On Friday, U.S. Sen. Rick Scott, R-Fla. spoke at the Hudson Institute on China’s threat to the United States’ national security and economic stability, and how the international community must stand united against China and fight for human rights.
Scott’s remarks as prepared for delivery are below:
Today, we’re here to talk about the threat we face from Communist China – and remember it is Communist China. We can’t forget that.
Xi, the General Secretary of the Chinese Communist Party, is a dictator and human rights violator who is denying basic rights to the people of Hong Kong, cracking down on dissidents, militarizing the South China Sea, and imprisoning more than one million Uyghurs in internment camps simply because of their religion.
We cannot continue to pretend that General Secretary Xi is a world leader intent on pursuing policies of freedom, economic cooperation and peace. He pursues policies that are good for the Chinese Communist Party. Period.
He is a despot in disguise. He’s Mao Zedong with a makeover.
Unfortunately, the last few decades of policies coming out of Washington have not solved the problem of Communist China. We’ve merely altered the battlefield.
For far too long, since President Nixon boldly traveled to Communist China in 1972, the United States has pursued a policy of cooperation and integration.
President Nixon’s goal was to disassociate Communist China from the Soviet Union and prevent their further intrusion into Southeast Asia.
But as the decades marched on, policy-makers in Washington convinced themselves that they could change Communist China – that they could bring them into the world community.
Some focused solely on strengthening the U.S. economy and expanding opportunity for American companies. A relationship with Communist China was an opportunity to venture into new markets, new industries and new wealth.
On this front, some companies have seen great success in the short term. But others have watched as the Communist Chinese government orchestrated the theft of intellectual property and ultimately, customers.
For those whose focus was on spreading American values of freedom, democracy, and capitalism around the globe, the hope was that a relationship with Communist China would naturally result in their adoption of our values.
Many were convinced that if they showed Communist China and its people the benefits of a free-market economy, of human rights and individual dignity, of a democratic system that respects the will of the people, that they would naturally move in our direction.
It’s time for policy-makers in Washington to admit that this effort has been a complete failure.
Rather than move Communist China in the direction of democratic values, the policy of economic cooperation has simply given Communist China the resources to compete with the United States on a global scale, all while they continued to nationalize industries, steal from U.S. companies, deny basic human rights, violently suppress dissent, and pursue policies of religious oppression.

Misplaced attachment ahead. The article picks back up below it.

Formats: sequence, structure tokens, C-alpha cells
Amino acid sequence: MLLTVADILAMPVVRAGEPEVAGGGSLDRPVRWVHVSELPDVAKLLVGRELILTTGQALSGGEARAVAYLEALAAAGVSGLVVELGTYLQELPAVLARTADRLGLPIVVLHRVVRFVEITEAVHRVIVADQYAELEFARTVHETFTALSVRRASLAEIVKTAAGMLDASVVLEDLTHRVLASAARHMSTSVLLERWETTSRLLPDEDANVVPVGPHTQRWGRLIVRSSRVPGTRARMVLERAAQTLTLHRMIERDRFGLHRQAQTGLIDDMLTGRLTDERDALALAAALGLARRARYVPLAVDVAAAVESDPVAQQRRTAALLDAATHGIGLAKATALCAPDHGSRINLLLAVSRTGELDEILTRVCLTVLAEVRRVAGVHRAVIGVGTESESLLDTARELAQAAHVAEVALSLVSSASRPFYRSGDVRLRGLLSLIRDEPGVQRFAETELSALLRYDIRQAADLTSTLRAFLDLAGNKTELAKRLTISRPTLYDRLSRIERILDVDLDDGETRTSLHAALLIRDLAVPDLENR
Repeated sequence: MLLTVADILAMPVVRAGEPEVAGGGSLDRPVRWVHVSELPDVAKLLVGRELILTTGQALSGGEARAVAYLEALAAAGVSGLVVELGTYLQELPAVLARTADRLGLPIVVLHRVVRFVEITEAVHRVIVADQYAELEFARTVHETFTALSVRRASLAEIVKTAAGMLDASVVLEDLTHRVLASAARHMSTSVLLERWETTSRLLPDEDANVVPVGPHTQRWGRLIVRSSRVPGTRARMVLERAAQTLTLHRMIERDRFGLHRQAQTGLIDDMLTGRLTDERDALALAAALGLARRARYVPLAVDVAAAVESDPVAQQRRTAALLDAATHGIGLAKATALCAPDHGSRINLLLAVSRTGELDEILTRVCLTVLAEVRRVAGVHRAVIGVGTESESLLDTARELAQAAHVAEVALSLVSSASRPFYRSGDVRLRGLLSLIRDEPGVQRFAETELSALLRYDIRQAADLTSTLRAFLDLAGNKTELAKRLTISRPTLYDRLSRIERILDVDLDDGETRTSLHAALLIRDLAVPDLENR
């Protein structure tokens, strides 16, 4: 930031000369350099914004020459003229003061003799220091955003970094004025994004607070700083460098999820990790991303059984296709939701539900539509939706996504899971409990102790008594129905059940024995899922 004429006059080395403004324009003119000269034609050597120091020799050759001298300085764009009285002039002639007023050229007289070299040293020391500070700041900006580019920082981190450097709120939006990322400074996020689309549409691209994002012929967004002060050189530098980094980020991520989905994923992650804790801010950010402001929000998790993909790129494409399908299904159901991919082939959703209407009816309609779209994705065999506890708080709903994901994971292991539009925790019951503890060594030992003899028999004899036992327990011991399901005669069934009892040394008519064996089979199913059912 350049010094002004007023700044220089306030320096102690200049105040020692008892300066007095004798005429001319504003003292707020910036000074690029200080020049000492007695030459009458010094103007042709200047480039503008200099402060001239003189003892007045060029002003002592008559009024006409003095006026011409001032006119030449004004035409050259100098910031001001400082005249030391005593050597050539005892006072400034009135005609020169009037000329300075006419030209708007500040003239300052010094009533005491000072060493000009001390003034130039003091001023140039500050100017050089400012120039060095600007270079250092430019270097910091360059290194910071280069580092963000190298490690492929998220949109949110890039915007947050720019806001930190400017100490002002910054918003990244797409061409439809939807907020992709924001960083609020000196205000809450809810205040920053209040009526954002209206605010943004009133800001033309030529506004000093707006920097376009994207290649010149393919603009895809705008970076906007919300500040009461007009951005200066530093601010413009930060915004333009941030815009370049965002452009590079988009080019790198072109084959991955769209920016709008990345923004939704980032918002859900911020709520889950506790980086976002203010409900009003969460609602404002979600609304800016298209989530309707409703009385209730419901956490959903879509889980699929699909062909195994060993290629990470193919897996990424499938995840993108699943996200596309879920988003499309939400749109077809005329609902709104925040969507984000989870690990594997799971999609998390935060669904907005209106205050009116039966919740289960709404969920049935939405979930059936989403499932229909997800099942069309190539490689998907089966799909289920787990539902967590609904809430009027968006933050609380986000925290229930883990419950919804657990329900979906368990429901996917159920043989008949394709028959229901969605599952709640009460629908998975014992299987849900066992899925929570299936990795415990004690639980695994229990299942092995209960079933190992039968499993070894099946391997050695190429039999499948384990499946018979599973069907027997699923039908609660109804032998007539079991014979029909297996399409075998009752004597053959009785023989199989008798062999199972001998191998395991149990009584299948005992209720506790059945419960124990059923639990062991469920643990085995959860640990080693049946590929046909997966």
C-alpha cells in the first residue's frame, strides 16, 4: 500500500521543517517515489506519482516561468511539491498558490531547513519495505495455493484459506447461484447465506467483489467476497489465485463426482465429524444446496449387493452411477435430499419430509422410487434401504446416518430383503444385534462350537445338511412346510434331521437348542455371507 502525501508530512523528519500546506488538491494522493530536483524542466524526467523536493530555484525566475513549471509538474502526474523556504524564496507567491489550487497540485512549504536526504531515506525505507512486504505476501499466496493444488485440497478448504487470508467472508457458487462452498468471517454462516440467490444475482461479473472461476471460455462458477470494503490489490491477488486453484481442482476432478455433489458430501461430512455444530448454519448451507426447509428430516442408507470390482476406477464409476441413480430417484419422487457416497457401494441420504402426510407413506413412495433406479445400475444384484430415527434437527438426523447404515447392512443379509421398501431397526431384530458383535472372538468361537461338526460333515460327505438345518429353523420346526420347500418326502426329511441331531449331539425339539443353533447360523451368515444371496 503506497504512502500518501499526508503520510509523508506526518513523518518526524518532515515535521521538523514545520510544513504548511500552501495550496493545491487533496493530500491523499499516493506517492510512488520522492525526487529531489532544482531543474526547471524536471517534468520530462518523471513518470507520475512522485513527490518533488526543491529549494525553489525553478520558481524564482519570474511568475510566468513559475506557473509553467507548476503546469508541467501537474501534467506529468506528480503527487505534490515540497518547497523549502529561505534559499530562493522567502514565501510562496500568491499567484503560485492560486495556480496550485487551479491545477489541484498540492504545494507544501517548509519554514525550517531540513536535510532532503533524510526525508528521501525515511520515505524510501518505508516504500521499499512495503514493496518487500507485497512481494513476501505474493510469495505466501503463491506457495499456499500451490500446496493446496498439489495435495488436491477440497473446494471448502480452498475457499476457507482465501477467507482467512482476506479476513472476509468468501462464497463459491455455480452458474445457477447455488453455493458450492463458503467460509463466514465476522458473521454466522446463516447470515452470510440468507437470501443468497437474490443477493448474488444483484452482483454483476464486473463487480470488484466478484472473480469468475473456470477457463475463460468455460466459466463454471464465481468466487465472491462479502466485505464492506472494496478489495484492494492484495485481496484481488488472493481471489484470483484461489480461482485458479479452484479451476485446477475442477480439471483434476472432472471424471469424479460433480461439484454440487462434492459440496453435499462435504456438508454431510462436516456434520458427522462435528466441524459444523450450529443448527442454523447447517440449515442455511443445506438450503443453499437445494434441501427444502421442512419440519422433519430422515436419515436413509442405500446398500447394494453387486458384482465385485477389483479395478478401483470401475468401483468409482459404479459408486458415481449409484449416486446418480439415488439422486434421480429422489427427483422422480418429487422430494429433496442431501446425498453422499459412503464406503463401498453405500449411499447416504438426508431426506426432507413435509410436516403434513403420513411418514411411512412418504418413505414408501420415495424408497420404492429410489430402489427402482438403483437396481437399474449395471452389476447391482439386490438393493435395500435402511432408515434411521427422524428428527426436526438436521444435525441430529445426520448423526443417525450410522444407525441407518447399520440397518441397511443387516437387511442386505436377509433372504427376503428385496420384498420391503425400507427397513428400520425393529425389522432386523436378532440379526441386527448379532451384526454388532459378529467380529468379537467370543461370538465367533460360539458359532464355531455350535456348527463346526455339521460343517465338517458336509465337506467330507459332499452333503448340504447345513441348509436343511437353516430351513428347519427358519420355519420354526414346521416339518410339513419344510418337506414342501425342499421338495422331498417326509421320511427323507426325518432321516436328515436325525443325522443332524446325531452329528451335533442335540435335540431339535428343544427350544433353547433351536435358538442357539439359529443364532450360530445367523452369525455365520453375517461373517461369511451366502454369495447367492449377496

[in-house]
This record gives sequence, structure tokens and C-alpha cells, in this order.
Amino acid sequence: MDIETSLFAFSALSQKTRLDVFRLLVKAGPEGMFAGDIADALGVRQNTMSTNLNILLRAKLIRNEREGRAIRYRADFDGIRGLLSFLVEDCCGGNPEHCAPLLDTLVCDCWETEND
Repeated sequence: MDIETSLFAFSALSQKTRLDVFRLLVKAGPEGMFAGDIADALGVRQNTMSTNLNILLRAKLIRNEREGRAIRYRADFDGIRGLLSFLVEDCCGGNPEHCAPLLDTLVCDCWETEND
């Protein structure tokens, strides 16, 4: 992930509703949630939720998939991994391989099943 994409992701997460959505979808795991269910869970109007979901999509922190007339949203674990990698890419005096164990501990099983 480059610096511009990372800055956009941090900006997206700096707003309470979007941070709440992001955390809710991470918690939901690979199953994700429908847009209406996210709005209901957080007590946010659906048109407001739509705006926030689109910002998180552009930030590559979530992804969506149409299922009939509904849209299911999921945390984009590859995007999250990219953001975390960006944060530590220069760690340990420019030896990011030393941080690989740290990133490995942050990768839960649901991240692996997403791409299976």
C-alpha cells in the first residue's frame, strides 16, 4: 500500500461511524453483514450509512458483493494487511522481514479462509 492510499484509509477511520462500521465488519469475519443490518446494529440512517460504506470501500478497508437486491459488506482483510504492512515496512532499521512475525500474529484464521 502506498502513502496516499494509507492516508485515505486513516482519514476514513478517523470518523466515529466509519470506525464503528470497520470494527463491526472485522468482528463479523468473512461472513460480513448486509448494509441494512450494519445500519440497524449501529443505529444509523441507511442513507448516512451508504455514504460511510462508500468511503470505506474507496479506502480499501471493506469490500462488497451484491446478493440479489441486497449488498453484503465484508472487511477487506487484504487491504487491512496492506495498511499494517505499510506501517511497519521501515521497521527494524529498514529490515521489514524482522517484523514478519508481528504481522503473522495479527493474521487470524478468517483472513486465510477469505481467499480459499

Our posture towards Communist China has simply strengthened a determined adversary, and one that views this conflict as a zero-sum game. They win, we lose.
For Beijing, their goal of increasing influence around the world requires the United States and other freedom-loving countries to be weakened.
Communist China does not want to join the community of nations so much as it wants to rule it.
The result, whether we want to admit it or not, is a new Cold War.
The threat today is not nuclear annihilation. Rather, this is a Cold War fought with technology, misinformation, and political persuasion.
As I’ve traveled around the world, I’ve seen Communist China’s global reach up close.
In Panama, Communist China is building their own port to control the flow of goods in our hemisphere.
In Argentina, Communist China is building a new nuclear power plant that the Argentine government doesn’t want or need.
Across Africa, Communist China is mining natural resources with the goal of furthering their control.
And all around the world, Chinese state-supported “National Champion” technology companies like Huawei expand their reach.
Right here at home, we’ve been faced with instances of Chinese infiltration into American research institutions with the goal of stealing sensitive, often taxpayer-funded research.
Communist China’s goal is to control as much of the region and the world as they can – we must be clear-eyed about that. And we MUST restructure our global posture and national security apparatus to reflect this growing threat.
Communist China’s strategy is systematic and global:
- They’re building up their military.
- They’re subsidizing strategic industries.
- They’re working to control natural resources.
- They’re infiltrating weak economies and using their presence to exert political influence.
- They’re applying more pressure in East Asia – particularly Hong Kong and Taiwan – while also expanding their reach across the globe.
- They’re building a surveillance state, both inside and outside of Communist China, to dominate and control the flow of information.
Our commitment to peace, democracy and human rights around the globe MUST be paired with an equally global strategy to deal with the growing threat of Communist China.
What I’ve tried to focus on throughout my first year in the U.S. Senate is finding every opportunity possible to reveal Communist China’s true intentions and their fundamentally anti-democratic worldview.
Our goal must be to untangle some of the missteps our government has made to protect the citizens of the United States and the long-term security of our economy.
I introduced legislation that would prevent the federal government from purchasing drones made in Communist China and other adversaries, due to the national security threat.